- Siphonophore Praya dubia (phylum Cnidaria) The longest animal in the ocean, Siphonophore has been recently measured at 150 feet or more, longer than a Blue Whale. It looks like one gigantic animal, but it is actually a colonial organism made up of thousands of genetically identical clones called “zooids.” Each zooid has its own specialized function for the survival of the colony: some sting prey, some navigate and others reproduce. Most zooids are so specialized they cannot survive on their own. Siphonophore lives in the pelagic zone, the water column of the open ocean.
- Hyalogyrina (3-4mm in length.) A newly discovered species of sea snail, pearly with a bright yellow stripe. Lives on the mat next to the bone. Also shown in the vignette of the Ampharetidae (tube-worms.)
- White Galatheid Crab Munidopsis quadrata (5 cm in length). Lives in the mud and mat around the bone of the whale fall.
- Vignette: Ampharetidae and Parastichopus. Ampharetidae Glyphanostomum sp. (emerging tube worm) with baby White Galatheid Crabs called out in detail at top. Vignette: Ampharetid Tube worms (a polychaete which inhabits the deep ocean) shown in bacterial mat and sediment with Hyalogyrina snails and baby Parastichopus (orange sea cucumber). Parastichopus (2 feet in length) is called out at right of vignette (also shown in the mat at the bottom of the whale skeleton in the correct scale relative to the whale skeleton.) Parastichopus is a scavenger which feeds on organic matter by sifting through the ocean floor sediment.
- Hagfish (2-3 feet.) A scavenger fish which strips the flesh from the whale skeleton. It has a skull made of cartilage, but no vertebral column.
- Vignette and Pannychia (Purple Sea Cucumber). The vignette shows a detail of the skin of the Pannychia (2 feet long), which has its own iridescent scaleworm genus mallicacephala living on it. The golden spheres surrounding the scaleworm in the vignette are the retracted purple tube feet of the Pannychia. The Pannychia is called out at right. You can see the little worm living on the host sea cucumber Pannychia.
- Two Dover Soles Microstomus pacificus (near skeleton living in the mat.)
- Glass Sponge Porifera hyalonema and anemone living on glass spicule (sponge stalk, 4 feet tall.) “Porifera” means “Pore-bearer.” The sponge is a detritivore which eats organic debris particles and microscopic life forms which it filters out of ocean water. The spicule is made of a double helix of glass strands. It is not yet known how the sponge forms the glass. The anemone has colonized on the spicule—advantageous because it is higher in the current and can reach more food.
REPRESENTED SPECIES: BELOW THE SKELETON (from left):
- Two Sea Anemones Cnidaria anthozoa actiniaria liponematidae brevicornis living on a dead Glass Sponge stalk. Sea Anemone is a predatory invertebrate animal, related to coral, jellyfish and hydra. It is thought that some Glass Sponges living on the seabed were killed at the time ROSEBUD was sunk in 2011. The stalk or spicule remained (made of glass and thus not alive). These anemones are using the glass stalk to get off the ocean floor to a higher position where they can get more food in the current. Writing in the New Yorker magazine about his visit to the ROSEBUD whale fall in 2014, geobiologist Jeffrey Marlowe described: “Fluffy pink anemones swayed at the peaks (of ROSEBUD’S tall vertebrae) presaging the whale’s future as a reef—a place where animals and corals can bathe in the currents, catching food as it drifts through.”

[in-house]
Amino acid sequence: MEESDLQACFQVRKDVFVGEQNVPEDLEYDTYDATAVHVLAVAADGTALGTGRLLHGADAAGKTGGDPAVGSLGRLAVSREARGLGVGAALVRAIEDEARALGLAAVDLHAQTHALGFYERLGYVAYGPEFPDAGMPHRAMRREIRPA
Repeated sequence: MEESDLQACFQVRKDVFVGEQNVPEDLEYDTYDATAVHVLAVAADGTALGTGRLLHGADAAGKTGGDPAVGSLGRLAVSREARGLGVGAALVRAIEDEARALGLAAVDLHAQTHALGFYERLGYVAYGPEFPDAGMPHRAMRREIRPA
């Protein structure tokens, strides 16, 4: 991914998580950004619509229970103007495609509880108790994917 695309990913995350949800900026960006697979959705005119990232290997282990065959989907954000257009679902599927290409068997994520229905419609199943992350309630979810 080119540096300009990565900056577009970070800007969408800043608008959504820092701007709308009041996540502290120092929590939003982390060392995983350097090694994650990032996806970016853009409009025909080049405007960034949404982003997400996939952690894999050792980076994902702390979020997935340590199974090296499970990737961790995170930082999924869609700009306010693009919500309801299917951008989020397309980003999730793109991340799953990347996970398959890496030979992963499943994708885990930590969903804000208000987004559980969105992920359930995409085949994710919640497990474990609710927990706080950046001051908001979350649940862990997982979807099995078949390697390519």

- Neogyptis pennyae (Hesionidae; ± 1 cm), a newly discovered carnivorous bristle worm which feeds on bone. Most Hesionidae are found on the continental shelf.
- Vignette: Osedax roseus (Latin “Bone-devourer”) lives exclusively on whale falls, feeding off the fats within the pictured bone matrix. This species evolved before the advent of whales, originally decomposing the bones of dinosaurs. In the interval between the extinction of dinosaurs and the appearance of whales—20 million years of evolution— Osedax waited, surviving in methane seeps, hydrothermal vents or wood-falls. WOW. At the right, an individual female Osedax (1 cm wide and 10 cm long ) is called out. She has a “harem” of up to 114 males (100,000 times smaller) living in her trunk. She spawns eggs continually (shown) and dissolves the bone with acid which she secretes. There is one Osedax which has an independent male, O. priapus (not on ROSEBUD). Priapus is the Greek protector god of livestock, gardens and male genitalia. Osedax is a foundation species of the deep sea.
- Vignette: Peinaleopolynoe santacatalina (2 cm long) with Osedax roseus and the as-yet-unnamed small red scaleworm, living on the decomposing whale bone. The newly discovered beautiful Peinaleopolynoe santacatalina, Shiny Scaleworm, is iridescent. It is called out on the right of the vignette.
- Blacktail Snailfish Careproctus melanurus (54 cm length.)
- Micospina auribohnorum, (Chrysopetalidae, Annelida; ± 1 cm) New genus, new species.
- Scarlett King Crab Lithodes couesi (2 feet across including legs) walks on the seafloor and feeds on other crabs, dead animals and sea stars. It is found to 2400 feet.